Monkey B Virus Death Recorded in China: What is It? How Does It Spread?
China recorded the first case of Monkey B virus (BV) after a 53-year-old Beijing-based veterinarian was infected.
China recorded the first case of Monkey B virus (BV) after a 53-year-old Beijing-based veterinarian was infected, following the dissection of two dead monkeys, reported China CDC Weekly.
While the vet passed away in May, the news of his death came out earlier in July, raising concerns amid the coronavirus pandemic.
What is Monkey B virus? How does it spread? Is it a cause for concern?
Here's all you need to know.
What is Monkey B virus?
Monkey B virus, first identified in 1932, is also commonly known as B virus (BV) or Herpes B, or Herpesvirus B. The virus is said to typically occur in macaque monkeys and can be found in their saliva, feces, urine, or brain or spinal cord tissue.
How common is the virus?
According to the Centre for Disease Control and Prevention (CDC), it is a very rare viral infection. The virus is learnt to have infected 50 people till 2020, of which 21 died.
How is the virus spread?
It spreads when the person comes in contact with infected monkey's tissue or the fluid from skin. The virus is said to live on the surface for hours. It can also be transmitted when an infected monkey bites or scratches a human being.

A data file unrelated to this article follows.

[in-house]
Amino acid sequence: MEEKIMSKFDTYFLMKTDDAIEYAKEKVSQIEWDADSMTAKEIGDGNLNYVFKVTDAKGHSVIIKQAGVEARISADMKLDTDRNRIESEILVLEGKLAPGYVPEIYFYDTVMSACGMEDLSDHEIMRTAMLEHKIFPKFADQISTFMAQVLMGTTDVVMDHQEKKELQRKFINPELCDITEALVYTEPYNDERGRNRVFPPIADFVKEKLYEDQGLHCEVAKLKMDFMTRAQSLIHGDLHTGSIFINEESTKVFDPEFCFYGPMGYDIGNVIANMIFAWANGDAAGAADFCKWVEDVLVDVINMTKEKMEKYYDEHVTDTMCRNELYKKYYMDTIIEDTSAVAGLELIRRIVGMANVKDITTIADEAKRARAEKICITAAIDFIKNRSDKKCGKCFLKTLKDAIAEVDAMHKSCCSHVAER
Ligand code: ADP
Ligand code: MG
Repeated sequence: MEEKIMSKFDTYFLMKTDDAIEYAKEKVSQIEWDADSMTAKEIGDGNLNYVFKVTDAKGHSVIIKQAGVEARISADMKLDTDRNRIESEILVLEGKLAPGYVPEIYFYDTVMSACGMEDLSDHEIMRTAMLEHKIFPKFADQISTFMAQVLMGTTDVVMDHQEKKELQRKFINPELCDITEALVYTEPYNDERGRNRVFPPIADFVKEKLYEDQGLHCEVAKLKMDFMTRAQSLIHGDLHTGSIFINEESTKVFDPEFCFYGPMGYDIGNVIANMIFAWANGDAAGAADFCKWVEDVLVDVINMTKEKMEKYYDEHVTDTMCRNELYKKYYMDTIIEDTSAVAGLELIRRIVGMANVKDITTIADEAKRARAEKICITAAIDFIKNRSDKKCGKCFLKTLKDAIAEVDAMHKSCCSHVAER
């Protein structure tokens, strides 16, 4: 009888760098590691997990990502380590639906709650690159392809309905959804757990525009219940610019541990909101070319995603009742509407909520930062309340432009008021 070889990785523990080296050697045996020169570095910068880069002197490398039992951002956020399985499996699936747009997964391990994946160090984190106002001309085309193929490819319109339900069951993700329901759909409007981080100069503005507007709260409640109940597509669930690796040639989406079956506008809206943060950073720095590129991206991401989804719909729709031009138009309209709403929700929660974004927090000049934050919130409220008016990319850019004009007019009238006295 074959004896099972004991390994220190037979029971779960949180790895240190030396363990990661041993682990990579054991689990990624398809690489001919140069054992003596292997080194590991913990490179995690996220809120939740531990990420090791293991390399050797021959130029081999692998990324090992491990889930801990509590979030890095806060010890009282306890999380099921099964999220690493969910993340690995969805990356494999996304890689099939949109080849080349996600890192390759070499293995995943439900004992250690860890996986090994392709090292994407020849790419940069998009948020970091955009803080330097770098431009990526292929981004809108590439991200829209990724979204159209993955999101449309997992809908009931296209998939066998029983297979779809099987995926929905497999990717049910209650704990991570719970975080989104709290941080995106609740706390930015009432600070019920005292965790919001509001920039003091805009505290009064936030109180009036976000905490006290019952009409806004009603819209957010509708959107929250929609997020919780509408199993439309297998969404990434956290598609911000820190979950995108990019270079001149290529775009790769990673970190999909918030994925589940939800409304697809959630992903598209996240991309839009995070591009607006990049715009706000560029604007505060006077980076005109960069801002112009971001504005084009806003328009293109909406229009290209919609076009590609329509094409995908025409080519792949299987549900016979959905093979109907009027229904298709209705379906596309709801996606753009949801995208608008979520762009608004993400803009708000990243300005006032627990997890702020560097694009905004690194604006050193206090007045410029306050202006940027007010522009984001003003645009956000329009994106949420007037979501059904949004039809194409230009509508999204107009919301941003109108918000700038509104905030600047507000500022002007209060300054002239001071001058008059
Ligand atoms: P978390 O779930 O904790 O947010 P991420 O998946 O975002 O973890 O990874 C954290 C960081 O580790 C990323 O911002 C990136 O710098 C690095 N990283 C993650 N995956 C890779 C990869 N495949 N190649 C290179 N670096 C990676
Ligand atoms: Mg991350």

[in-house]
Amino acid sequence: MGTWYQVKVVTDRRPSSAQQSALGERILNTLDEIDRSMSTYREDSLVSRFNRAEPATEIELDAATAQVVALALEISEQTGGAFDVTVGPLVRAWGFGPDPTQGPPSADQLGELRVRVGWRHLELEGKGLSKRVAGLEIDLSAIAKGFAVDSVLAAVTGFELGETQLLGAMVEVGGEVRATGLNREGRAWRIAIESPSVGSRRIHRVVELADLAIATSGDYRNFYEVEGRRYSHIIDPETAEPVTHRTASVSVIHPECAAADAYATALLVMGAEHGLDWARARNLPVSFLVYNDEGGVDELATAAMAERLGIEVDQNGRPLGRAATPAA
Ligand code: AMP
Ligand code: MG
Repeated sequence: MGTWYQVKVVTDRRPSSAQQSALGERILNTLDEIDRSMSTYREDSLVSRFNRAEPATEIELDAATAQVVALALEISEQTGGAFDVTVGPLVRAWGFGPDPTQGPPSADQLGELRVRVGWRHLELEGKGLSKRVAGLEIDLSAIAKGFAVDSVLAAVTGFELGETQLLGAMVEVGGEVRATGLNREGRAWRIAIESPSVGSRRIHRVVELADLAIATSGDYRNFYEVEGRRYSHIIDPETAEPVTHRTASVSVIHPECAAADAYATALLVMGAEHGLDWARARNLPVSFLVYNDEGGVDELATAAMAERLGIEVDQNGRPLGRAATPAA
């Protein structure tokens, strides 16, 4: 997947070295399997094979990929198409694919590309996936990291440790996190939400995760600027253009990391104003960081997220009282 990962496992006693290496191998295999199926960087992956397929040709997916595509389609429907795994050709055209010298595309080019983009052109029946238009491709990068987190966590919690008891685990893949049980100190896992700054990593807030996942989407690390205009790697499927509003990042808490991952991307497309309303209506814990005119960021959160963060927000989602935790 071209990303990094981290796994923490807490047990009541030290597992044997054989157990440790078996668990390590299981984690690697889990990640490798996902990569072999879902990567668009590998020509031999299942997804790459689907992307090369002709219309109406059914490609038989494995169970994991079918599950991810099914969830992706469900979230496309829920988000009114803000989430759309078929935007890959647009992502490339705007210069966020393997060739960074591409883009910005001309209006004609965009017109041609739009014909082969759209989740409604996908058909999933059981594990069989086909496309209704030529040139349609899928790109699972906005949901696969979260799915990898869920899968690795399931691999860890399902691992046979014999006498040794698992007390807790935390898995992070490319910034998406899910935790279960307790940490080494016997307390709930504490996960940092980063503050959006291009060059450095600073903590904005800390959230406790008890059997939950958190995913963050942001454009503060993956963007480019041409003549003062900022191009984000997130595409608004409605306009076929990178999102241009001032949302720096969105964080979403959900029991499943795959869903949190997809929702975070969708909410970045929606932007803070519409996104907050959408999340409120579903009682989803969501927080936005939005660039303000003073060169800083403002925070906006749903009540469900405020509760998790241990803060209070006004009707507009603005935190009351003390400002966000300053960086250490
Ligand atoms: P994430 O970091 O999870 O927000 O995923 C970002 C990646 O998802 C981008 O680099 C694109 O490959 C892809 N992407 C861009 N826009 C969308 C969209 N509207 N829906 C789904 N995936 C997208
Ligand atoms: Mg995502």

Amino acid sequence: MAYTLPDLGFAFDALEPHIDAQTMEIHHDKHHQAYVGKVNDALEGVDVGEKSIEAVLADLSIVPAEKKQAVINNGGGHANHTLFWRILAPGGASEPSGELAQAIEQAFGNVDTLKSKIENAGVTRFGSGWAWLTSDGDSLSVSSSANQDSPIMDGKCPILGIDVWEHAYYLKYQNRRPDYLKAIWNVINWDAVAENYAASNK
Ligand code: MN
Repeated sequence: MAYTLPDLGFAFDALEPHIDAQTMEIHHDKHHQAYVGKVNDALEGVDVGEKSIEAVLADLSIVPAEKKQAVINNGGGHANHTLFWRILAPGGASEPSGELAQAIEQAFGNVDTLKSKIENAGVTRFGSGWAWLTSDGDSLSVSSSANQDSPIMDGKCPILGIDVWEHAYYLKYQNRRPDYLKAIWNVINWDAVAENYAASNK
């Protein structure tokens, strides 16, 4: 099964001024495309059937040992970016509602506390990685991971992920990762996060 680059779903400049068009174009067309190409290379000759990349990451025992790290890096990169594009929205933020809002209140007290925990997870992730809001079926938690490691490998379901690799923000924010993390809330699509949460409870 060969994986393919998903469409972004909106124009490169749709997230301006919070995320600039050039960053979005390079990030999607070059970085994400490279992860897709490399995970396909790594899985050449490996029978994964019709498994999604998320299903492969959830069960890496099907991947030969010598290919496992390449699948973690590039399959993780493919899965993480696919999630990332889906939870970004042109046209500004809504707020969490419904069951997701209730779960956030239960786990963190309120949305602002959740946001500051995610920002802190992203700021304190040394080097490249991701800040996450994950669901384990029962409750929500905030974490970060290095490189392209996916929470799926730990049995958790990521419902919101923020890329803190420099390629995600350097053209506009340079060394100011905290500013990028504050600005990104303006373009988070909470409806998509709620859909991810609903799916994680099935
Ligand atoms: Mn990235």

It could also spread from injury from a sharp-edged object (like a cage), which is contaminated with the virus.
Is it communicable?
For now, only one case of B virus spreading from one person to another has been recorded.
In the China case, friends and family who came in contact with the doctor have no symptoms. Their test results also came negative.
What are the symptoms?
While the veterinarian in China had nausea and vomiting, symptoms appear within three to seven days.
Some symptoms, according to FIT, are:
Fever and chills
Some other symptoms which may appear in rare cases are:
Is there a vaccine for B virus?
No, there is no approved vaccine for the virus.
Who is at a higher risk?
Those who do not come into contact with monkeys generally have a very low risk of contracting the Monkey B virus.
However, veterinarians and veterinary lab workers are at a higher risk and are encouraged to use protective equipment such as lab coats, gloves, and face shields.
(With inputs from FIT)
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